Learning and un-learning your own stereotype

When I was growing up, Islam colored almost every aspect of my life – from my clothes, to my social life, to the food I ate. It also motivated me to seek success, to get good grades, to focus on improving the world around me. When my parents taught me to pray five times a day, to fast, and to read the Quran, they did so not because of God-fearing dogma, but because they wanted their daughter to grow up to be a well-rounded, intelligent woman. They wanted me to strive for something bigger than myself. And my experience is not unique. Most Muslim women I know, living in the United States and abroad, can relate to it.

Why, then, does the world insist on seeing us as the exception and not the norm? Despite all the amazing and accomplished Muslim women throughout the world – from heads of state, to human rights leaders, to scholars, to athletes – the stereotype of the Muslim woman persists: voiceless, oppressed, and bereft of rights.

The stereotype is so far from my experience, that I actually had to learn about it. From Hollywood, in fact. Not Without My Daughter (1991) was my first introduction to the stifled, battered woman tyrannized by Islam. The effect of this film was so strong on me and my family (and, as it happens, on the entire Iranian-American community) that, to this day, we cannot bring ourselves to forgive Sally Field for her propagandist portrayal of Betty Mahmoody.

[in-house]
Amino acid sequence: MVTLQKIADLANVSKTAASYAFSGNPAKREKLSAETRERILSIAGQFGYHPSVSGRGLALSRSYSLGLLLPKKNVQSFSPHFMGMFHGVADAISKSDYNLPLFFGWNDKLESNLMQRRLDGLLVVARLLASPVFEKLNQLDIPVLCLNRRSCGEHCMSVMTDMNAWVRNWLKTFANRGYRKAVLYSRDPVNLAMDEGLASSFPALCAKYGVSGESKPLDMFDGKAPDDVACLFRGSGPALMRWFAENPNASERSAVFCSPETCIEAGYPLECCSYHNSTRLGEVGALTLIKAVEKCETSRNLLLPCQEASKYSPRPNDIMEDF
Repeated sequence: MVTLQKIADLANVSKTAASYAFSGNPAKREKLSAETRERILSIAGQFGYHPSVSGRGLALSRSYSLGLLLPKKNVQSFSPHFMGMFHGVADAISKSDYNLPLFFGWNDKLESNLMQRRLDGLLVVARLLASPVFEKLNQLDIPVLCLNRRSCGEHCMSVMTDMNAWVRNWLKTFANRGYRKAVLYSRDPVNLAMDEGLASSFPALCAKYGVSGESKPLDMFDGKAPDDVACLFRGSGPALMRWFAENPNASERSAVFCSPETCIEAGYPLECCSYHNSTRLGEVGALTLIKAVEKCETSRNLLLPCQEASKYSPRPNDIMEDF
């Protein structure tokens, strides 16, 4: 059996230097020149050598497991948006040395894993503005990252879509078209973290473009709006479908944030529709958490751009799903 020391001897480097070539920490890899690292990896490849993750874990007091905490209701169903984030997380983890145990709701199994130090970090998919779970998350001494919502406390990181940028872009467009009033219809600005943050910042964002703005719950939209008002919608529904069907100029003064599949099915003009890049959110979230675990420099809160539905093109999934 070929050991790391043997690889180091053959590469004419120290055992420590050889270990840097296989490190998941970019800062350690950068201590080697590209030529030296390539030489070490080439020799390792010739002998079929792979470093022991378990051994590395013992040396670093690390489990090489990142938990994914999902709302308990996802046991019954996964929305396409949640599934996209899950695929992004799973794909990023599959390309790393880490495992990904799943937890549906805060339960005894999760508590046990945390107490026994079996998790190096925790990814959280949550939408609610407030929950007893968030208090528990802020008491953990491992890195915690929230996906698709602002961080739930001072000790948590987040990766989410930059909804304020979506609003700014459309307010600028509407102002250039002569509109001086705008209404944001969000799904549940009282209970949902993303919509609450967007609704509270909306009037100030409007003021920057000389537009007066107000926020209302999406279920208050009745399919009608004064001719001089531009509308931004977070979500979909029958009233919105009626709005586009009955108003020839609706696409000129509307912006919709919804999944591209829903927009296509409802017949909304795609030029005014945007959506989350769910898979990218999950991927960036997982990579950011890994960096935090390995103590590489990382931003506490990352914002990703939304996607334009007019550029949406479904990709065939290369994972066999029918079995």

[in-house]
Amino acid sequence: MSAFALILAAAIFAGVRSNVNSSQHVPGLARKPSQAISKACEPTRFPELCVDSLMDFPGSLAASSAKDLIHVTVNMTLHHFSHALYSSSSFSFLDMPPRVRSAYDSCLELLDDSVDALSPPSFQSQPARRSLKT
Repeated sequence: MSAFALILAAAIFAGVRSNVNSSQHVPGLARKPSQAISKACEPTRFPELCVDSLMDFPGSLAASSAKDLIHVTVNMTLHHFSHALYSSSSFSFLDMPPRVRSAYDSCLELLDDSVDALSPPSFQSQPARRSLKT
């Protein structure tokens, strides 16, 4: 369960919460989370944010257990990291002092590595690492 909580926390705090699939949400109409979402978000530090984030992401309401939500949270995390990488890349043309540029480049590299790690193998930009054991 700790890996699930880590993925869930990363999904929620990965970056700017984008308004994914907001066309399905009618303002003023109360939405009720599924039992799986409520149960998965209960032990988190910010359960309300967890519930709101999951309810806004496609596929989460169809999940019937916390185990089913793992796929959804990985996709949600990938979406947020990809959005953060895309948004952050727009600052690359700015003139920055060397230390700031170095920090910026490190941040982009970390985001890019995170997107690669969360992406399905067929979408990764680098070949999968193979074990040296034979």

But before I ever knew Betty Mahmoody existed, I learned about Zaynab. She was the granddaughter of the Prophet Mohammad and the daughter of Imam Ali and Fatemeh. The story of Zaynab’s courage, strength, and wisdom was told and re-told every Ashura when my family and I would go to masjid. After the Battle of Karbala, she and her family were taken captive and brought to the court of the ruling despot Yazid. Amid Zaynab’s protests, Yazid asked, “Who is this arrogant woman?” So began Zaynab’s renowned sermon, as she spoke against oppression, injustice, and bravely defended the rights of her family.

It took me years to realize that my feminism is rooted in Islam – that it is not at odds with, but nourished by my faith. In times of darkness or uncertainty, I will do my best to channel Zaynab. Especially now, when my identity as a Muslim woman has been twisted and bastardized, when I feel breathless explaining and apologizing for events outside of myself, when the hatred emanating from the highest levels of government hangs over me like a constant cloud, when my place in my own country is questioned.

Especially now, I will channel Zaynab.

“The World Did Not Love Us”

Last weekend, Iran hanged 26-year-old Reyhaneh Jabbari for the 2007 murder of a former intelligence officer, who, Jabbari claimed, had tried to rape her. Human rights organizations have described the seven-year investigation as deeply flawed and unfair and Jabbari’s execution has been widely condemned by the international community. In a final letter to her mother (full text here), Jabbari delivers a tragic and heartbreaking message reflective of the sorry state of women’s rights in Iran.

You taught us that as we go to school one should be a lady in face of the quarrels and complaints. Do you remember how much you underlined the way we behave? Your experience was incorrect. When this incident happened, my teachings did not help me. Being presented in court made me appear as a cold-blooded murderer and a ruthless criminal. I shed no tears. I did not beg. I did not cry my head off since I trusted the law … The world did not love us. It did not want my fate. And now I am giving in to it and embrace the death.

Rest in peace, Reyhaneh.